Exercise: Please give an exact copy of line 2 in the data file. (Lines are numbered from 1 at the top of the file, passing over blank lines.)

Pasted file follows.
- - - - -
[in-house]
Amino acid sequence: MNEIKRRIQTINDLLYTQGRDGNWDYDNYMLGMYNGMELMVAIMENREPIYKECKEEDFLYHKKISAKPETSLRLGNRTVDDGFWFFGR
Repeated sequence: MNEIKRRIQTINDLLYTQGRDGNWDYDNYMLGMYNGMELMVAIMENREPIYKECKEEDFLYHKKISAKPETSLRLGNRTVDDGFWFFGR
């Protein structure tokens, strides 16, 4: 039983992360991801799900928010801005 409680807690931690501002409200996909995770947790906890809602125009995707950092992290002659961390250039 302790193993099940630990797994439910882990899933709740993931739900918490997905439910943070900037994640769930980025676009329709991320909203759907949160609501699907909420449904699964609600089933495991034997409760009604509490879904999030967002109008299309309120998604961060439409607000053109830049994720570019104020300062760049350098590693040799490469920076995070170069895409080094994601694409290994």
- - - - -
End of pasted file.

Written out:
Amino acid sequence: MNEIKRRIQTINDLLYTQGRDGNWDYDNYMLGMYNGMELMVAIMENREPIYKECKEEDFLYHKKISAKPETSLRLGNRTVDDGFWFFGR